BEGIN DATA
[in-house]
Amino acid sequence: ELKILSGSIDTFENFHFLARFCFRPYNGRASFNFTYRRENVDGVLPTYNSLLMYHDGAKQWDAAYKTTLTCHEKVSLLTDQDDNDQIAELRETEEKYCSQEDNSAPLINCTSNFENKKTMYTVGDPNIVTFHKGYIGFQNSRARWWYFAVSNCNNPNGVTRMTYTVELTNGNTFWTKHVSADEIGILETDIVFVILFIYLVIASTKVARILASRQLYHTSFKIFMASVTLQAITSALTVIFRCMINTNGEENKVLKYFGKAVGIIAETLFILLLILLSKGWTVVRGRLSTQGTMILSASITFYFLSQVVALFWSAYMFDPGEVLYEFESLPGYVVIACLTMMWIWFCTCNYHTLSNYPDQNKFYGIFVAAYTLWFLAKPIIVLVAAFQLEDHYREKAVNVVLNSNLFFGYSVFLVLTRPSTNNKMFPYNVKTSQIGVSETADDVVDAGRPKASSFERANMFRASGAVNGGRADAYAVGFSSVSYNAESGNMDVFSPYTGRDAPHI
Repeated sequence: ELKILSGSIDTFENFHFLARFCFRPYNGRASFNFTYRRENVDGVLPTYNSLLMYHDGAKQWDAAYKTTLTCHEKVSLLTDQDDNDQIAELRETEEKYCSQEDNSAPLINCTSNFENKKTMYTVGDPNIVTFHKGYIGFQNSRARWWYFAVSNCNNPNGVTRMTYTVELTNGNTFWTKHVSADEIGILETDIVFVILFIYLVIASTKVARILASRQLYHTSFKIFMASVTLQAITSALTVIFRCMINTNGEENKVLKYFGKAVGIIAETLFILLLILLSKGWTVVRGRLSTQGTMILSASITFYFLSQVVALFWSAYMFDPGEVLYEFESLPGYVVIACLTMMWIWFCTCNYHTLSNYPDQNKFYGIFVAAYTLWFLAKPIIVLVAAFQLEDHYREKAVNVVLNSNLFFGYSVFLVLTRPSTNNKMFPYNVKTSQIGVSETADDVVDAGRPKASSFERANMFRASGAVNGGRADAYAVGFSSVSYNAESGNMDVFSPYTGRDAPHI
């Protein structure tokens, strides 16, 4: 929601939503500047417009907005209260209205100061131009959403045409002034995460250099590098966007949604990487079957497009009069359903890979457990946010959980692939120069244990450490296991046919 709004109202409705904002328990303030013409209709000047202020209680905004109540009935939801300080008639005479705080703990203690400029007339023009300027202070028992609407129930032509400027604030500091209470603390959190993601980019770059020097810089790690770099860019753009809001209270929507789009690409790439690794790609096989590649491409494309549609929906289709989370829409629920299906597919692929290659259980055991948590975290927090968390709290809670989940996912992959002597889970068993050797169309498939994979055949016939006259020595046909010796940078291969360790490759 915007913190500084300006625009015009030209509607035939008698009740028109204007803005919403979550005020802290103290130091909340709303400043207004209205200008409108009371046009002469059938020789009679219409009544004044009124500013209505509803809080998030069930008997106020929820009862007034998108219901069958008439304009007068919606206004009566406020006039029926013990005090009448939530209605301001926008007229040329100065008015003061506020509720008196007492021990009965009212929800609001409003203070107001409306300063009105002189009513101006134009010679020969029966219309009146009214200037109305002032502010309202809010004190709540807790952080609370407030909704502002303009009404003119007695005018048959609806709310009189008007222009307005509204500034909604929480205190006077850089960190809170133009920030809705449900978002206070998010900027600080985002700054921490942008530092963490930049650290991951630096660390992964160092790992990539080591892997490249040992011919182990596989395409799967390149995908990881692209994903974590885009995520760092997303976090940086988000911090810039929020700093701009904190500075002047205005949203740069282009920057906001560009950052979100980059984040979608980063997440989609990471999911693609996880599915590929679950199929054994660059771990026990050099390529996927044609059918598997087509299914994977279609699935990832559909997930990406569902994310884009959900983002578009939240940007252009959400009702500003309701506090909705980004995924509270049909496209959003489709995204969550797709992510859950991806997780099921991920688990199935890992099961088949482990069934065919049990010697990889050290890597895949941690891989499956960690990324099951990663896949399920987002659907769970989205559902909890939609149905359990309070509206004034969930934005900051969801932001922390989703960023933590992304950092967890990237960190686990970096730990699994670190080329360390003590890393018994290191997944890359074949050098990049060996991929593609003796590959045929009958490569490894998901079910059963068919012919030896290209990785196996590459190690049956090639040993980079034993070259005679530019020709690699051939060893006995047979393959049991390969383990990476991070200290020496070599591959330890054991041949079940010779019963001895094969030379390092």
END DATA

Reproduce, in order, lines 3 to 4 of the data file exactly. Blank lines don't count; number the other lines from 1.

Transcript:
Repeated sequence: ELKILSGSIDTFENFHFLARFCFRPYNGRASFNFTYRRENVDGVLPTYNSLLMYHDGAKQWDAAYKTTLTCHEKVSLLTDQDDNDQIAELRETEEKYCSQEDNSAPLINCTSNFENKKTMYTVGDPNIVTFHKGYIGFQNSRARWWYFAVSNCNNPNGVTRMTYTVELTNGNTFWTKHVSADEIGILETDIVFVILFIYLVIASTKVARILASRQLYHTSFKIFMASVTLQAITSALTVIFRCMINTNGEENKVLKYFGKAVGIIAETLFILLLILLSKGWTVVRGRLSTQGTMILSASITFYFLSQVVALFWSAYMFDPGEVLYEFESLPGYVVIACLTMMWIWFCTCNYHTLSNYPDQNKFYGIFVAAYTLWFLAKPIIVLVAAFQLEDHYREKAVNVVLNSNLFFGYSVFLVLTRPSTNNKMFPYNVKTSQIGVSETADDVVDAGRPKASSFERANMFRASGAVNGGRADAYAVGFSSVSYNAESGNMDVFSPYTGRDAPHI
């Protein structure tokens, strides 16, 4: 929601939503500047417009907005209260209205100061131009959403045409002034995460250099590098966007949604990487079957497009009069359903890979457990946010959980692939120069244990450490296991046919 709004109202409705904002328990303030013409209709000047202020209680905004109540009935939801300080008639005479705080703990203690400029007339023009300027202070028992609407129930032509400027604030500091209470603390959190993601980019770059020097810089790690770099860019753009809001209270929507789009690409790439690794790609096989590649491409494309549609929906289709989370829409629920299906597919692929290659259980055991948590975290927090968390709290809670989940996912992959002597889970068993050797169309498939994979055949016939006259020595046909010796940078291969360790490759 915007913190500084300006625009015009030209509607035939008698009740028109204007803005919403979550005020802290103290130091909340709303400043207004209205200008409108009371046009002469059938020789009679219409009544004044009124500013209505509803809080998030069930008997106020929820009862007034998108219901069958008439304009007068919606206004009566406020006039029926013990005090009448939530209605301001926008007229040329100065008015003061506020509720008196007492021990009965009212929800609001409003203070107001409306300063009105002189009513101006134009010679020969029966219309009146009214200037109305002032502010309202809010004190709540807790952080609370407030909704502002303009009404003119007695005018048959609806709310009189008007222009307005509204500034909604929480205190006077850089960190809170133009920030809705449900978002206070998010900027600080985002700054921490942008530092963490930049650290991951630096660390992964160092790992990539080591892997490249040992011919182990596989395409799967390149995908990881692209994903974590885009995520760092997303976090940086988000911090810039929020700093701009904190500075002047205005949203740069282009920057906001560009950052979100980059984040979608980063997440989609990471999911693609996880599915590929679950199929054994660059771990026990050099390529996927044609059918598997087509299914994977279609699935990832559909997930990406569902994310884009959900983002578009939240940007252009959400009702500003309701506090909705980004995924509270049909496209959003489709995204969550797709992510859950991806997780099921991920688990199935890992099961088949482990069934065919049990010697990889050290890597895949941690891989499956960690990324099951990663896949399920987002659907769970989205559902909890939609149905359990309070509206004034969930934005900051969801932001922390989703960023933590992304950092967890990237960190686990970096730990699994670190080329360390003590890393018994290191997944890359074949050098990049060996991929593609003796590959045929009958490569490894998901079910059963068919012919030896290209990785196996590459190690049956090639040993980079034993070259005679530019020709690699051939060893006995047979393959049991390969383990990476991070200290020496070599591959330890054991041949079940010779019963001895094969030379390092």